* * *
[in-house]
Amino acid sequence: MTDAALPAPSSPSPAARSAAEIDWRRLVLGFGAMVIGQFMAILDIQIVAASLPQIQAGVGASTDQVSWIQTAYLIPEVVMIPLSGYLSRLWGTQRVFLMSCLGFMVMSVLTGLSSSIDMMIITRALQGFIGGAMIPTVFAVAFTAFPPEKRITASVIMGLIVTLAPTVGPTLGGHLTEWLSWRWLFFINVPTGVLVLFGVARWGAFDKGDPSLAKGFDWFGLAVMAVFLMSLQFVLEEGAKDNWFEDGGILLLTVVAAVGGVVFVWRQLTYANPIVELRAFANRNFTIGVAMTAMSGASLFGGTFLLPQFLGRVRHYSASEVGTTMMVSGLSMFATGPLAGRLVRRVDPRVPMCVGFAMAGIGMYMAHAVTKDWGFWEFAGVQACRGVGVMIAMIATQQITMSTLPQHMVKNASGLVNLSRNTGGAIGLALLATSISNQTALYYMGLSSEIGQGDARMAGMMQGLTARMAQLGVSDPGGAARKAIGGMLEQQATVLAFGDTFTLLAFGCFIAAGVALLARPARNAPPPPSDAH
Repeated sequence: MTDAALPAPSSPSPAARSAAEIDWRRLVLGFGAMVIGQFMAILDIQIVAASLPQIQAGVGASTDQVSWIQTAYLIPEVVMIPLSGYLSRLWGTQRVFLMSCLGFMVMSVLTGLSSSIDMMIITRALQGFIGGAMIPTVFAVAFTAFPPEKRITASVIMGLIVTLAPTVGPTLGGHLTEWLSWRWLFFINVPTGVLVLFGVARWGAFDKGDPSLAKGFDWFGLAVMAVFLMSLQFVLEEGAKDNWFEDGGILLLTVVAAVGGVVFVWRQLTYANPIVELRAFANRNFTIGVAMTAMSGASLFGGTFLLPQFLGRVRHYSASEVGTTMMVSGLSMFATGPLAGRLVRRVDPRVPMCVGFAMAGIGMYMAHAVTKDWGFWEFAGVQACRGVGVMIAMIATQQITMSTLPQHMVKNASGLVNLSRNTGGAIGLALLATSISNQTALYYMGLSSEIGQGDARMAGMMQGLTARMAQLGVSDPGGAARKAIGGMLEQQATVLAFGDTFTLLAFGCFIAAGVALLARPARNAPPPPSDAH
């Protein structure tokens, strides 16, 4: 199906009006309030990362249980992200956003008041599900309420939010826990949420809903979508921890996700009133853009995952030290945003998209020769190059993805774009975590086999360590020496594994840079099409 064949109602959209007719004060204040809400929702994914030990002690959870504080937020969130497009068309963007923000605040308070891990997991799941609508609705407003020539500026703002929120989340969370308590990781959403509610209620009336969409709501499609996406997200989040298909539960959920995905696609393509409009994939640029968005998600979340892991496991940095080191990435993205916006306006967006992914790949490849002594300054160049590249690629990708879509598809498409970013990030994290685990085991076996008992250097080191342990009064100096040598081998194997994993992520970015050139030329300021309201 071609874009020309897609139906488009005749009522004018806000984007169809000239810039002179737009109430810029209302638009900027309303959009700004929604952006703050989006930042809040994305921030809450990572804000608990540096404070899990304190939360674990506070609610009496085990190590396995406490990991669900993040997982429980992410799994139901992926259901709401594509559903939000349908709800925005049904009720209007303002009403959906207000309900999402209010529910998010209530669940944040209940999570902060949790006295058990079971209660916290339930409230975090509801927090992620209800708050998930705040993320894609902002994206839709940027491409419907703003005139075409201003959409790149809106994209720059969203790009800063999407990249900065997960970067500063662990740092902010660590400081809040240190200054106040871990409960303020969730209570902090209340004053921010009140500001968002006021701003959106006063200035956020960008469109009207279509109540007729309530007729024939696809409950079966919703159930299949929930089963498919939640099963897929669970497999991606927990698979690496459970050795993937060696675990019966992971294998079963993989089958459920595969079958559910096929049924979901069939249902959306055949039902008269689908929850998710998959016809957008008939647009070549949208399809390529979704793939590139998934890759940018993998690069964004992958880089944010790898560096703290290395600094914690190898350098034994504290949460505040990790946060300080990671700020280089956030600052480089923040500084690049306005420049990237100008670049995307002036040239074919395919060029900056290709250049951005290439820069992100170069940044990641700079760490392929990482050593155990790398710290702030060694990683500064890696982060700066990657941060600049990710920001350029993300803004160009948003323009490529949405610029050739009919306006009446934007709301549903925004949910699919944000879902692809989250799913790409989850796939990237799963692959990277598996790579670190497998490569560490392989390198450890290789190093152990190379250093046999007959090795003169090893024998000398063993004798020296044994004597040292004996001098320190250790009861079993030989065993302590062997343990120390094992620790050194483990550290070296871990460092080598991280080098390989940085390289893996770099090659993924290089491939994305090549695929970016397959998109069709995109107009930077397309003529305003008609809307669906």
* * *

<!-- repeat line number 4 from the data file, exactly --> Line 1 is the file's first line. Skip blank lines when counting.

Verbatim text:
């Protein structure tokens, strides 16, 4: 199906009006309030990362249980992200956003008041599900309420939010826990949420809903979508921890996700009133853009995952030290945003998209020769190059993805774009975590086999360590020496594994840079099409 064949109602959209007719004060204040809400929702994914030990002690959870504080937020969130497009068309963007923000605040308070891990997991799941609508609705407003020539500026703002929120989340969370308590990781959403509610209620009336969409709501499609996406997200989040298909539960959920995905696609393509409009994939640029968005998600979340892991496991940095080191990435993205916006306006967006992914790949490849002594300054160049590249690629990708879509598809498409970013990030994290685990085991076996008992250097080191342990009064100096040598081998194997994993992520970015050139030329300021309201 071609874009020309897609139906488009005749009522004018806000984007169809000239810039002179737009109430810029209302638009900027309303959009700004929604952006703050989006930042809040994305921030809450990572804000608990540096404070899990304190939360674990506070609610009496085990190590396995406490990991669900993040997982429980992410799994139901992926259901709401594509559903939000349908709800925005049904009720209007303002009403959906207000309900999402209010529910998010209530669940944040209940999570902060949790006295058990079971209660916290339930409230975090509801927090992620209800708050998930705040993320894609902002994206839709940027491409419907703003005139075409201003959409790149809106994209720059969203790009800063999407990249900065997960970067500063662990740092902010660590400081809040240190200054106040871990409960303020969730209570902090209340004053921010009140500001968002006021701003959106006063200035956020960008469109009207279509109540007729309530007729024939696809409950079966919703159930299949929930089963498919939640099963897929669970497999991606927990698979690496459970050795993937060696675990019966992971294998079963993989089958459920595969079958559910096929049924979901069939249902959306055949039902008269689908929850998710998959016809957008008939647009070549949208399809390529979704793939590139998934890759940018993998690069964004992958880089944010790898560096703290290395600094914690190898350098034994504290949460505040990790946060300080990671700020280089956030600052480089923040500084690049306005420049990237100008670049995307002036040239074919395919060029900056290709250049951005290439820069992100170069940044990641700079760490392929990482050593155990790398710290702030060694990683500064890696982060700066990657941060600049990710920001350029993300803004160009948003323009490529949405610029050739009919306006009446934007709301549903925004949910699919944000879902692809989250799913790409989850796939990237799963692959990277598996790579670190497998490569560490392989390198450890290789190093152990190379250093046999007959090795003169090893024998000398063993004798020296044994004597040292004996001098320190250790009861079993030989065993302590062997343990120390094992620790050194483990550290070296871990460092080598991280080098390989940085390289893996770099090659993924290089491939994305090549695929970016397959998109069709995109107009930077397309003529305003008609809307669906």